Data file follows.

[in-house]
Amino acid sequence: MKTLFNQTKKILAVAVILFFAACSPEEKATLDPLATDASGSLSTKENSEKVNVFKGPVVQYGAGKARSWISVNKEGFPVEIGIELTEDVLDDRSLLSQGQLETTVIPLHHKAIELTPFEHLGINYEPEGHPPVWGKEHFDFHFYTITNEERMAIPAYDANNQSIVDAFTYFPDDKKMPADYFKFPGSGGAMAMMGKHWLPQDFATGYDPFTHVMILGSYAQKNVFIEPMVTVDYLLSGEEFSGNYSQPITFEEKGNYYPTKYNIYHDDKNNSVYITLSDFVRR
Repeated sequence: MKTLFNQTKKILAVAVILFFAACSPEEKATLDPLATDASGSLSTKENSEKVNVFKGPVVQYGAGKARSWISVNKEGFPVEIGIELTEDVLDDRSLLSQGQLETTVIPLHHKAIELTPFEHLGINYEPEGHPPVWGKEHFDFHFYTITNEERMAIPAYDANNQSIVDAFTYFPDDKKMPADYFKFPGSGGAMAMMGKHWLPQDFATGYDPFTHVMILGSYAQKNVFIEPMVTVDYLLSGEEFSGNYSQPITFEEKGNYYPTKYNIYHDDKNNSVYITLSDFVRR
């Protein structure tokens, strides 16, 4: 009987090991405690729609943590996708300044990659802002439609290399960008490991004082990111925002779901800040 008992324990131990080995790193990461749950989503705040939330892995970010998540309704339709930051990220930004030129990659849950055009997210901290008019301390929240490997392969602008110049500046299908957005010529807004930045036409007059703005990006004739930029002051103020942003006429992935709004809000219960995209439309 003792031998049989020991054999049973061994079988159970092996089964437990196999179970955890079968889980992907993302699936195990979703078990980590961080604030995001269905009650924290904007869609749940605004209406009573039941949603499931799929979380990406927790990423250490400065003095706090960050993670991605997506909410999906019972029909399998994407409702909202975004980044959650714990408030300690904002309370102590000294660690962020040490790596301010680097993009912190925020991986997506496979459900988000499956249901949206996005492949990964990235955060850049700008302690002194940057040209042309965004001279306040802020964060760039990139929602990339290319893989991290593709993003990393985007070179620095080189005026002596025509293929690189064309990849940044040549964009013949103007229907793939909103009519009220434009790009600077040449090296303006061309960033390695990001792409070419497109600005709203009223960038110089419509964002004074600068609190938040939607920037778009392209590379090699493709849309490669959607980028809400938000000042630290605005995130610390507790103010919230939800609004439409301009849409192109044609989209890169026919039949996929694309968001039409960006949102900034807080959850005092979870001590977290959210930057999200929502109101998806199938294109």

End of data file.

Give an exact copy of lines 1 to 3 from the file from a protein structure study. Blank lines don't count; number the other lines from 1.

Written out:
[in-house]
Amino acid sequence: MKTLFNQTKKILAVAVILFFAACSPEEKATLDPLATDASGSLSTKENSEKVNVFKGPVVQYGAGKARSWISVNKEGFPVEIGIELTEDVLDDRSLLSQGQLETTVIPLHHKAIELTPFEHLGINYEPEGHPPVWGKEHFDFHFYTITNEERMAIPAYDANNQSIVDAFTYFPDDKKMPADYFKFPGSGGAMAMMGKHWLPQDFATGYDPFTHVMILGSYAQKNVFIEPMVTVDYLLSGEEFSGNYSQPITFEEKGNYYPTKYNIYHDDKNNSVYITLSDFVRR
Repeated sequence: MKTLFNQTKKILAVAVILFFAACSPEEKATLDPLATDASGSLSTKENSEKVNVFKGPVVQYGAGKARSWISVNKEGFPVEIGIELTEDVLDDRSLLSQGQLETTVIPLHHKAIELTPFEHLGINYEPEGHPPVWGKEHFDFHFYTITNEERMAIPAYDANNQSIVDAFTYFPDDKKMPADYFKFPGSGGAMAMMGKHWLPQDFATGYDPFTHVMILGSYAQKNVFIEPMVTVDYLLSGEEFSGNYSQPITFEEKGNYYPTKYNIYHDDKNNSVYITLSDFVRR